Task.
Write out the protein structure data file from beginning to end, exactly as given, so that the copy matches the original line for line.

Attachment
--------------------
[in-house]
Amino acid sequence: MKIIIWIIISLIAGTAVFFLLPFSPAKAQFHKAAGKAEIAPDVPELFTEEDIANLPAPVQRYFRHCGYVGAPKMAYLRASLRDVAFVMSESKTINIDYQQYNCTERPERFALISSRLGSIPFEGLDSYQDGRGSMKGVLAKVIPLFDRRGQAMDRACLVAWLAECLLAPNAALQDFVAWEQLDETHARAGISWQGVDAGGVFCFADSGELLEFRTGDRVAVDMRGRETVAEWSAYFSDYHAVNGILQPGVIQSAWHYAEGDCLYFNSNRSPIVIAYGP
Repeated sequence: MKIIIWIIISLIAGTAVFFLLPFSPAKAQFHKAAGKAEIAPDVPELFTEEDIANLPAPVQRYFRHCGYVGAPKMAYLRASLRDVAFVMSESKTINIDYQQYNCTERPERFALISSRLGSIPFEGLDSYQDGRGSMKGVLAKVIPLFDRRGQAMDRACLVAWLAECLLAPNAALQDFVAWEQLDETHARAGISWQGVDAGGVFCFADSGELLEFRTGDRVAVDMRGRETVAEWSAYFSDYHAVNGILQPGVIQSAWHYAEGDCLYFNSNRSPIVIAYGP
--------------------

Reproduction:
[in-house]
Amino acid sequence: MKIIIWIIISLIAGTAVFFLLPFSPAKAQFHKAAGKAEIAPDVPELFTEEDIANLPAPVQRYFRHCGYVGAPKMAYLRASLRDVAFVMSESKTINIDYQQYNCTERPERFALISSRLGSIPFEGLDSYQDGRGSMKGVLAKVIPLFDRRGQAMDRACLVAWLAECLLAPNAALQDFVAWEQLDETHARAGISWQGVDAGGVFCFADSGELLEFRTGDRVAVDMRGRETVAEWSAYFSDYHAVNGILQPGVIQSAWHYAEGDCLYFNSNRSPIVIAYGP
Repeated sequence: MKIIIWIIISLIAGTAVFFLLPFSPAKAQFHKAAGKAEIAPDVPELFTEEDIANLPAPVQRYFRHCGYVGAPKMAYLRASLRDVAFVMSESKTINIDYQQYNCTERPERFALISSRLGSIPFEGLDSYQDGRGSMKGVLAKVIPLFDRRGQAMDRACLVAWLAECLLAPNAALQDFVAWEQLDETHARAGISWQGVDAGGVFCFADSGELLEFRTGDRVAVDMRGRETVAEWSAYFSDYHAVNGILQPGVIQSAWHYAEGDCLYFNSNRSPIVIAYGP